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I'm trying to play around with JFrame/JPanels repaint(); and so forth, but when I start a thread, and call repaint via run while true, it only spits out a line of System.out.println("as"); which I put in place to check if loop was running.

So the question is: Why is my drawings disappearing when calling repaint in a loop? (It seems only a JFrame with the canvas_width/height is showing up, no panels etc.)

public static void main(String[] args) {

    JFrame frame = new JFrame();
    frame.setSize(CANVAS_WIDTH, CANVAS_HEIGHT);
    frame.setPreferredSize(new Dimension(CANVAS_WIDTH, CANVAS_HEIGHT));
    frame.setVisible(true);
    frame.setResizable(false);
    frame.setDefaultCloseOperation(JFrame.EXIT_ON_CLOSE);
    JPanel p = new JPanel(new GridLayout());

    frame.getContentPane().add(p);
    Something s = new Something();

    p.add(s);
    p.setBackground(Color.black);
    frame.pack();

}

And the something class:

public class Something extends JPanel implements Runnable {


public Something(){
    Thread t = new Thread();
    t.start();
    run();

}


@Override
public void paintComponent(Graphics g){
    super.paintComponent(g);
    g.setColor(Color.cyan);
    g.fillRect(0, 0, getWidth()-150, getHeight()-100);
    g.setColor(Color.BLACK);
    g.fillOval(10, 10, 25, 25);

}


@Override
public void run() {
    while(true){
    repaint();
    System.out.println("as");

    try {
        Thread.sleep(1);
    } catch (InterruptedException e){}
    }
}
}

Any help regarding the contentpane is appreciated, since, I'm not sure this is done correctly.

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I guess the really important questions is, why? What are you hoping to achieve? From what I can see, you would get better performance (and support) from a javax.swing.Timer –  MadProgrammer May 3 '13 at 7:34

2 Answers 2

up vote 3 down vote accepted

Instead of calling Thread.sleep(n) in your Thread, implement a Swing Timer for repeating tasks. That ensures that repaint() is called on the Event Dispatch Thread.

See Concurrency in Swing for more details.

Also, repainting every 1 millisecond is being very optimistic.

Working SSCCE E.G. (Note this version actually changes the co-ords of the resulting paint operations, just so we know something is happening!

import java.awt.*;
import java.awt.event.*;
import javax.swing.*;

public class Something extends JPanel {

    static final int CANVAS_WIDTH = 400;
    static final int CANVAS_HEIGHT = 100;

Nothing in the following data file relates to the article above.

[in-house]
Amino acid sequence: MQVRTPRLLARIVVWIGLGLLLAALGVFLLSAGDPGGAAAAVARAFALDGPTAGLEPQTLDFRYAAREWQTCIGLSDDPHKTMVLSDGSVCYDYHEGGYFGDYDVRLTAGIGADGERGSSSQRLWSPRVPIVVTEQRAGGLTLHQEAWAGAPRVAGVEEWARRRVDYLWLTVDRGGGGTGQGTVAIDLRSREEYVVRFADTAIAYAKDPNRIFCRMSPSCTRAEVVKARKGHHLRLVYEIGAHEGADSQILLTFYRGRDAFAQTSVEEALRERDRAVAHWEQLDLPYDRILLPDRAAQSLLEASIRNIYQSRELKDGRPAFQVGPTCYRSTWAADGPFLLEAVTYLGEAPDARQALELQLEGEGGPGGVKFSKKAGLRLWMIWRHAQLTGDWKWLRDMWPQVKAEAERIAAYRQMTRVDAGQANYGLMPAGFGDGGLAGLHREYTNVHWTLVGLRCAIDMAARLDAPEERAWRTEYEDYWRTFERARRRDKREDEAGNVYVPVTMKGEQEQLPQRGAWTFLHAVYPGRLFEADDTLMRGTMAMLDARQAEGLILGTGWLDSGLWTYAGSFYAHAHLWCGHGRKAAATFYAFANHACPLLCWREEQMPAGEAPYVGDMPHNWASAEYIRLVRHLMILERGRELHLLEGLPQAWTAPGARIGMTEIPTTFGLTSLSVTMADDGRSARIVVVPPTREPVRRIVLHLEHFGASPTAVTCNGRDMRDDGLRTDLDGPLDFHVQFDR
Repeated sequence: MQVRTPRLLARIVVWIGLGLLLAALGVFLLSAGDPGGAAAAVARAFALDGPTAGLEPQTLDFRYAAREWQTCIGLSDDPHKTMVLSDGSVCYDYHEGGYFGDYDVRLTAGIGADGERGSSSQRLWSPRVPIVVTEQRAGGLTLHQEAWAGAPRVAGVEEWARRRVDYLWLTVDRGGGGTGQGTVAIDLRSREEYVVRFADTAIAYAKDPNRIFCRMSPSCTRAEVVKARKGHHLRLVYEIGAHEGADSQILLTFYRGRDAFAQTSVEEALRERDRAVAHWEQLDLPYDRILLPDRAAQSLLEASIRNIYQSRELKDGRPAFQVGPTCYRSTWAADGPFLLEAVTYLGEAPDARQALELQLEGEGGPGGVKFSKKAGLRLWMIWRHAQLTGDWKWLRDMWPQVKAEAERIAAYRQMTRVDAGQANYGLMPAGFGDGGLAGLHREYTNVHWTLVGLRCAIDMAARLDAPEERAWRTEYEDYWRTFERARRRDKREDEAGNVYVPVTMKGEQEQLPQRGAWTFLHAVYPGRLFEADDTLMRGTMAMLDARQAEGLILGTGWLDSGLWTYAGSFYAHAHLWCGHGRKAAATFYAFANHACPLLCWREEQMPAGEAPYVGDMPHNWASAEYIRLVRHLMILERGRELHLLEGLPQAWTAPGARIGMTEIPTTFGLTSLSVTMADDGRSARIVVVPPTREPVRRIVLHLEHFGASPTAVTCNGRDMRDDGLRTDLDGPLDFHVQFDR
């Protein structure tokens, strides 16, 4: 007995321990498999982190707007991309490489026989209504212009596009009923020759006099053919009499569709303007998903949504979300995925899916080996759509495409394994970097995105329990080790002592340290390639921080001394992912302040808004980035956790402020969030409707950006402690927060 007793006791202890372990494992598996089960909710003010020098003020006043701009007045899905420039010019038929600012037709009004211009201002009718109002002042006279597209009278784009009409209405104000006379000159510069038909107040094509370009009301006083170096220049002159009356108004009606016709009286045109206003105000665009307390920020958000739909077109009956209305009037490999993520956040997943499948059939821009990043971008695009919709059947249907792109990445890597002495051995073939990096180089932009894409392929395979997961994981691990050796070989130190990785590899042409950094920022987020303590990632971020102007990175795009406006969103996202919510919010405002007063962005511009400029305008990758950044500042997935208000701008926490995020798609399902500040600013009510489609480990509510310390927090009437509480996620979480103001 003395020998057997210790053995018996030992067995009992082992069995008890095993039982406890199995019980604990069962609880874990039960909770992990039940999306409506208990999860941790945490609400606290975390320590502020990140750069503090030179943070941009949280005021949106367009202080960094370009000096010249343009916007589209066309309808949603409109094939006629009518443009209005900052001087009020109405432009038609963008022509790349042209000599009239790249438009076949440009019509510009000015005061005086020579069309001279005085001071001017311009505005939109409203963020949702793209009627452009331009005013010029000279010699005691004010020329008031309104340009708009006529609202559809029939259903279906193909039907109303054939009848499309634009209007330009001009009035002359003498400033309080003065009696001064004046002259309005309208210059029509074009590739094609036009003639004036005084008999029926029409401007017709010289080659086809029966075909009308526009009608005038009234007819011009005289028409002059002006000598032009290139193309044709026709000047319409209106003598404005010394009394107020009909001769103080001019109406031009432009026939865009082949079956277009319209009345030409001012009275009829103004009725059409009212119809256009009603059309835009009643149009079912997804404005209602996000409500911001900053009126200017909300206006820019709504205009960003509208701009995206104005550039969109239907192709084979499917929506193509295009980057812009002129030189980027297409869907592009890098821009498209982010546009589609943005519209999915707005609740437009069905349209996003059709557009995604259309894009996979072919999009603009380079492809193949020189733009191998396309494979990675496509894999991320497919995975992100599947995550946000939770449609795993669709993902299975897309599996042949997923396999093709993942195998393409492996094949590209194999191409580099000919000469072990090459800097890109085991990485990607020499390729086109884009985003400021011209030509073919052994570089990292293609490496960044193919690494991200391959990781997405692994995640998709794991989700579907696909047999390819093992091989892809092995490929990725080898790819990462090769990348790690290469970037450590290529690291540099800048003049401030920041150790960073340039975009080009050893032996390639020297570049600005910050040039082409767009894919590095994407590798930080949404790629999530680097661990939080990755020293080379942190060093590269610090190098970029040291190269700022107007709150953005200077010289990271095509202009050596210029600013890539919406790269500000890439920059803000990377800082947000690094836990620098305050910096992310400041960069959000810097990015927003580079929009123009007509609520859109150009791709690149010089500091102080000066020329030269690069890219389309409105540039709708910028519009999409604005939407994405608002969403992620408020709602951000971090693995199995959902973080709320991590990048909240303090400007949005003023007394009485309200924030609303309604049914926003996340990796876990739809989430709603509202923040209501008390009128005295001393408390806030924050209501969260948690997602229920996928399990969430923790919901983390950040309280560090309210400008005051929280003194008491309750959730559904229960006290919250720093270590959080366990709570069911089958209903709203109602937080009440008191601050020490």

private int xDelta = 0;

public Something(){
    ActionListener animater = new ActionListener() {
        @Override
        public void actionPerformed(ActionEvent ae) {
            repaint();
        }
    };
    Timer t = new Timer(10,animater);
    t.start();
}


@Override
public void paintComponent(Graphics g){
    super.paintComponent(g);
    g.setColor(Color.cyan);
    g.fillRect(0, 0, getWidth()-(xDelta--), getHeight()-100);
    g.setColor(Color.BLACK);
    g.fillOval(xDelta, 10, 25, 25);

    if (xDelta<0) {
        xDelta = CANVAS_WIDTH;
    }
}

@Override
public Dimension getPreferredSize() {
    return new Dimension(CANVAS_WIDTH, CANVAS_HEIGHT);
}

public static void main(String[] args) {

    JFrame frame = new JFrame();

    frame.setDefaultCloseOperation(JFrame.EXIT_ON_CLOSE);
    JPanel p = new JPanel(new GridLayout());

    frame.getContentPane().add(p);
    Something s = new Something();

    p.add(s);
    p.setBackground(Color.black);
    frame.pack();
    frame.setResizable(false);
    frame.setVisible(true);
}
}
share|improve this answer
    
Thanks! Just wondering, if anyone cares to explain, all the beginner examples I've seen, is doing Thread.start() & Run(), and if I'm gonna aim towards some game design, is this the wrong way? –  Jesper Tuborg Madsen May 3 '13 at 8:01
    
"all the beginner examples I've seen" Speaking of which, where are you getting these examples? –  Andrew Thompson May 3 '13 at 8:02
    
ntu.edu.sg/home/ehchua/programming/java/… Been looking through some templates, to see if I could understand and copy the logic. But so far not even been able to make the gameLoop & repaint work without everything being grey. But the idea of swing.timer worked. –  Jesper Tuborg Madsen May 3 '13 at 8:05
    
That code does not implements Runnable as yours does. It was that aspect of the code which made me wonder "Where the heck are all these crap examples coming from?". So where did you get that idea? But to answer your question:- Yes it is the wrong way. –  Andrew Thompson May 3 '13 at 8:09
1  
"is the one used." Back in the days of using AWT components that might have made sense. The trouble is that there is a lot of old AWT code out there, and some programmers mistakenly carried that approach over to Swing. "Which is the wrong ?" 1) "The run/Implements runnable one" Wrong! 2) "or the swing.timer" Right! As you might observe, both the other answers were also wrong, though one went on to mention the Swing Timer as 'good practice'. Not good enough to deserve an up-vote, but not as bad as the other answer. –  Andrew Thompson May 3 '13 at 8:19
  1. Starting a Runnable in a new Thread is done with java.lang.Thread.Thread( Runnable ) constructor.
  2. Calling a method of a GUI component outside the Swing event loop is not a good practice, use a Swing timer instead.

Your code becomes:

public static void main(String[] args) {
   ...
   new Timer( 40, new ActionListener() {
      public void actionPerformed(ActionEvent evt) {
         repaint
      }
   }).start();
   ...
}
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